Written by Mark Jaeger
Wednesday, 09 March 2011 18:36
Eliminating single lot satisfies most town officials
What difference can a single residential lot make?
It may make all the difference when it comes to the proposed expansion of the Knollwood Village subdivision in the Town of Saukville.
Landowners Al and Rita Hospel, who created the original 75-acre, 15-lot subdivision in 1979, have long wanted to expand the development onto 30 adjacent acres.
In recent years, that expansion ran into an obstacle with the town’s requirement of minimum lot sizes of 35 acres.
When the town amended its zoning code in January to allow five-acre lots, the door for the expansion was open.
Hospel met with town staff members, proposing a division of the 30 acres into four residential lots.
At Tuesday’s Plan Commission meeting, that preliminary plan was amended to five lots of approximately six acres each.
That subtle change didn’t sit well with Town Chairman Barb Jobs.
“I have some concerns,” Jobs said. “We are not here to promote subdivisions. As soon as you have five parcels, you cross the line and the requirements of the subdivision ordinance kicks in.”
She said staff members “made it quite clear” their preference was to limit the expansion to four lots.
Jobs said she also did not want to see lots larger than 10 acres that could eventually be divided into multiple lots of five acres.
Citing a desire to move the project along for development this spring, Hospel agreed to redraw the proposed lot lines to create only four parcels.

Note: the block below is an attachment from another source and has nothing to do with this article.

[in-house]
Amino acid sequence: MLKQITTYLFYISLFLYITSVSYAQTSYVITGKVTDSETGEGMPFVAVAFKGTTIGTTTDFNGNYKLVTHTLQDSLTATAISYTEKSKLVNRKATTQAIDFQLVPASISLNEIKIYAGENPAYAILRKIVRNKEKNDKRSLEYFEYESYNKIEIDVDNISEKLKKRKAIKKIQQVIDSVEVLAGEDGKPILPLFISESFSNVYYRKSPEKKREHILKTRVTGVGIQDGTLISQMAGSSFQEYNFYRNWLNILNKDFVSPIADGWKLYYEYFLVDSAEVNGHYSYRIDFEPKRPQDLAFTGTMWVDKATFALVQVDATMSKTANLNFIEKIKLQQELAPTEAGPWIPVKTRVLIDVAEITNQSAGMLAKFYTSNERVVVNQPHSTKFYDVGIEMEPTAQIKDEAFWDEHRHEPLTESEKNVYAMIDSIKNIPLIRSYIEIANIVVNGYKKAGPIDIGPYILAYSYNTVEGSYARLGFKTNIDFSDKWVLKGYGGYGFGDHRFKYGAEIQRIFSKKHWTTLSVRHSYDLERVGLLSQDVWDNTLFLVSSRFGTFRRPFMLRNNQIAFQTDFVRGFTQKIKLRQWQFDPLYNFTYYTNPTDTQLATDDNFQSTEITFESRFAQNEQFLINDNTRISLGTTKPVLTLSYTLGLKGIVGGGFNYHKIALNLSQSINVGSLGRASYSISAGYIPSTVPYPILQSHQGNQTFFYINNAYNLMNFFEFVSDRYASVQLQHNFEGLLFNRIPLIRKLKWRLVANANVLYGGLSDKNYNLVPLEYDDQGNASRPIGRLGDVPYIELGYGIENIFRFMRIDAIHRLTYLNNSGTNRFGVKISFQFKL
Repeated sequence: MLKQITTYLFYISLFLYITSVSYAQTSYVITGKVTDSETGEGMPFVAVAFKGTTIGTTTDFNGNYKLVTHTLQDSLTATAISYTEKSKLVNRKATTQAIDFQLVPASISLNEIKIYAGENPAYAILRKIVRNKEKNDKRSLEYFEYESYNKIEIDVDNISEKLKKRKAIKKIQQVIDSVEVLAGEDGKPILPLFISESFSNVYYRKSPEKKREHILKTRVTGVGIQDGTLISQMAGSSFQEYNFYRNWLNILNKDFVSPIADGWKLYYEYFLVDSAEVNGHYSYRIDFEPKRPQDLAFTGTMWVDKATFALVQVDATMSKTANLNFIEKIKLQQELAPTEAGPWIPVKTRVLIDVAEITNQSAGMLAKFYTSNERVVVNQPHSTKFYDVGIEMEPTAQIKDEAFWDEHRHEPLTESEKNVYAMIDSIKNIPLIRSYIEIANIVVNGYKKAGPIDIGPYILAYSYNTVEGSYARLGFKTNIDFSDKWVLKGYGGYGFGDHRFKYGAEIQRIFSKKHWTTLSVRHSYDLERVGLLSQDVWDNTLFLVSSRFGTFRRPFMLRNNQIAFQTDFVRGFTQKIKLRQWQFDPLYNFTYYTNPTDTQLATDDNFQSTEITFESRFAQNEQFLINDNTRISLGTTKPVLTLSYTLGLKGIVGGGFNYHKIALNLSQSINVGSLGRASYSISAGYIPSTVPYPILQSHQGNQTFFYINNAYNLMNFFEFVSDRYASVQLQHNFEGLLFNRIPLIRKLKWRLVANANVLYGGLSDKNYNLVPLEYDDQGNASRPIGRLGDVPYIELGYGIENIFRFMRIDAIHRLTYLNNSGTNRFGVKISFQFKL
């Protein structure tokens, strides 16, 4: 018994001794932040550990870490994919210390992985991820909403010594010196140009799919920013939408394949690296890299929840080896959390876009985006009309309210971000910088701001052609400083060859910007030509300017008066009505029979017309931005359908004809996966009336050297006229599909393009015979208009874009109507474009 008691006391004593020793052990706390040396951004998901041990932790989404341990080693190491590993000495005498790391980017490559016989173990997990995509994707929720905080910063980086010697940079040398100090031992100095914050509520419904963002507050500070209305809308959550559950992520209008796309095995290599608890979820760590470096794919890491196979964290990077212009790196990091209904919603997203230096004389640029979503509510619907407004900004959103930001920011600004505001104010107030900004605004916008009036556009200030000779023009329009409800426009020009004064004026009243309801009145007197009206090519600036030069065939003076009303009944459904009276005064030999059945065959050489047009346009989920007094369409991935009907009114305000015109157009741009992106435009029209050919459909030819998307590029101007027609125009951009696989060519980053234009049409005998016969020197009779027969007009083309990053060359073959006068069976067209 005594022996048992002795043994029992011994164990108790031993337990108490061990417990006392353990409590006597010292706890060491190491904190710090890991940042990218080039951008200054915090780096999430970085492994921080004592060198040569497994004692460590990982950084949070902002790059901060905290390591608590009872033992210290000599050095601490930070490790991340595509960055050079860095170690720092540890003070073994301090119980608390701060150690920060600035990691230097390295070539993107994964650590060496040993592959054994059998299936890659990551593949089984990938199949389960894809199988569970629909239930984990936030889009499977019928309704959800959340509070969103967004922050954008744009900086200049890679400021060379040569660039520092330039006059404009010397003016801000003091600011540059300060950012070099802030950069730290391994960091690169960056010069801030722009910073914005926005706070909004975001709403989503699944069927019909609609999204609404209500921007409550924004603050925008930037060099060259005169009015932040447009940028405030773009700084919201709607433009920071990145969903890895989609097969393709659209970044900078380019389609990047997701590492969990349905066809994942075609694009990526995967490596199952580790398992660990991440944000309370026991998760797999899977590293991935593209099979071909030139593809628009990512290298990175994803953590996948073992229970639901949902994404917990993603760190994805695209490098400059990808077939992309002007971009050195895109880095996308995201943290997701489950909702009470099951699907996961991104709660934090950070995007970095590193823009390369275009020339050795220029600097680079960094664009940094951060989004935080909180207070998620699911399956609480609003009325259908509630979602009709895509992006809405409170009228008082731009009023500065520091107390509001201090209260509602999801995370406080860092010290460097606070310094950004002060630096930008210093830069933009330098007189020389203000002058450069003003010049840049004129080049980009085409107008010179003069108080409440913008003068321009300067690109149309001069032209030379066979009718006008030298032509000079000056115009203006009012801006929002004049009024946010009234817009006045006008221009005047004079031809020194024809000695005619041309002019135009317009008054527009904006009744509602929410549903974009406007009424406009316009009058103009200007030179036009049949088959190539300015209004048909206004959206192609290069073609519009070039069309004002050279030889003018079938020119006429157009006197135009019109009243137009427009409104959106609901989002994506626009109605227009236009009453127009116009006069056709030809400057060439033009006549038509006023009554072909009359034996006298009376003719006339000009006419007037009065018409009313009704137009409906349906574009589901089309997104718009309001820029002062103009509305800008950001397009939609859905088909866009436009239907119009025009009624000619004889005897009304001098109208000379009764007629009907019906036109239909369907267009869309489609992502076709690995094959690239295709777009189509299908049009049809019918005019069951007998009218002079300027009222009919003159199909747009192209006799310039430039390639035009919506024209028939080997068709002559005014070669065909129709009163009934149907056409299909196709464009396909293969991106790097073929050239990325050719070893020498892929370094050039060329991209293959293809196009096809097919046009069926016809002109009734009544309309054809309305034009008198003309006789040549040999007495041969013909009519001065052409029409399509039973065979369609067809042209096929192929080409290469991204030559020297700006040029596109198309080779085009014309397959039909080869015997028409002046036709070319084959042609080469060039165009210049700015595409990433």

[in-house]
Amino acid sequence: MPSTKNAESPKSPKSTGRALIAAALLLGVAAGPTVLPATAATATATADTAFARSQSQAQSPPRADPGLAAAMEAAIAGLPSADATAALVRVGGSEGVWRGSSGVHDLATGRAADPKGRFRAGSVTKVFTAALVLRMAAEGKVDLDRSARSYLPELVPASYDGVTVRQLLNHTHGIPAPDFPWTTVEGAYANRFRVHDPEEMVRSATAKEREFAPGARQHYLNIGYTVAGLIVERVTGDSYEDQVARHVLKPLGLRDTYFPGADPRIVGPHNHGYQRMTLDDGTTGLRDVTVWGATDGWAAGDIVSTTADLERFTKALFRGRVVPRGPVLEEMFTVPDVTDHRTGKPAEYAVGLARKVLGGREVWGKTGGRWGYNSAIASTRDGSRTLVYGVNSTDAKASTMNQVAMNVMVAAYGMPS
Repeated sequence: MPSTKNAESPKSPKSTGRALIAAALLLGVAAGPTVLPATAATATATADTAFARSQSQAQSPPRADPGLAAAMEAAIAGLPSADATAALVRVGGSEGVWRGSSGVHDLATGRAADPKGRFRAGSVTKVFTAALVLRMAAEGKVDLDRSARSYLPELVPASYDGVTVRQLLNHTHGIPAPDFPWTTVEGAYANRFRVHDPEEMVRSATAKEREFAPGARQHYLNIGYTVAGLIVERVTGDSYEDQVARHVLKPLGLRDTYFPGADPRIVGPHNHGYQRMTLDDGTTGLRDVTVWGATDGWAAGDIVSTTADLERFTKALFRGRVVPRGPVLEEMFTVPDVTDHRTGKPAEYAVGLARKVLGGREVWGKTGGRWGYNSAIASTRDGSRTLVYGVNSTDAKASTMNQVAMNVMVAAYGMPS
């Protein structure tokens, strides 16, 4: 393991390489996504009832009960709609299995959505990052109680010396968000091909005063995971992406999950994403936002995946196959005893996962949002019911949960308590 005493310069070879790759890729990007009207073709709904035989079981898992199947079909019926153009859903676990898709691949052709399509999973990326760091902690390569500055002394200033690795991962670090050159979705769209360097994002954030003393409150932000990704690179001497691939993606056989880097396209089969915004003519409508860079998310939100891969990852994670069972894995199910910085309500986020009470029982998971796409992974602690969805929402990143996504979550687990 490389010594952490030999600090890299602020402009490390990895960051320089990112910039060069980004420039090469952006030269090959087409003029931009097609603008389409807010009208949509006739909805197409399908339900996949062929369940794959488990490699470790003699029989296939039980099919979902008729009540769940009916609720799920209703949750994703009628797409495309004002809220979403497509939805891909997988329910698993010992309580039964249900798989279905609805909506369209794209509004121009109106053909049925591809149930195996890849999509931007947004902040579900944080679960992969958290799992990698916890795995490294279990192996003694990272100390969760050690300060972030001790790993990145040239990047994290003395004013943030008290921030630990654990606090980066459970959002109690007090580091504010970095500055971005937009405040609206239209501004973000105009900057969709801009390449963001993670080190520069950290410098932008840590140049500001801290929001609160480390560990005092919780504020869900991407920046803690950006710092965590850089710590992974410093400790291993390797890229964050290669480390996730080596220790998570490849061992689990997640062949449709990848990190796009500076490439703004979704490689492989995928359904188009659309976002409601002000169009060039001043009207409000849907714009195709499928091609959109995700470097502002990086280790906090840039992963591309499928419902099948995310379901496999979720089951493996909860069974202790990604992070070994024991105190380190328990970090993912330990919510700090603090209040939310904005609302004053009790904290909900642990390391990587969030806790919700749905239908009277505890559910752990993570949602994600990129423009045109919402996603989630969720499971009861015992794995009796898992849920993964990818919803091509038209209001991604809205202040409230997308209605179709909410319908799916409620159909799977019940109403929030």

The commission then invited him to return next month for a formal review, but with a warning from Jobs.
“If the commission is still unsure about this next month, we won’t be forwarding it to the Town Board. There are no guarantees,” she said.
Although the simple land division does not require rezoning, and thus no public hearing is needed, neighbor Kate Redmond asked that the commission keep the desire of residents in mind when reviewing the proposal.
Redmond said she is especially concerned about the disregard for the preservation of natural features and the town’s apparent willingness to promote five-acre residential lots.
“We are at a point where our more populous neighbors to the south are envious of us. We still have the chance to do things right,” she said.
In response to similar concerns raised by commission member Tom Uttech, Hospel said the earlier phase of the development was done with great sensitivity to natural features.
“There are more trees in the subdivision than in the open land we are looking to develop. We must have moved 100 big trees in the subdivision,” Hospel said.
A formal presentation will be made at the commission’s April 11 meeting.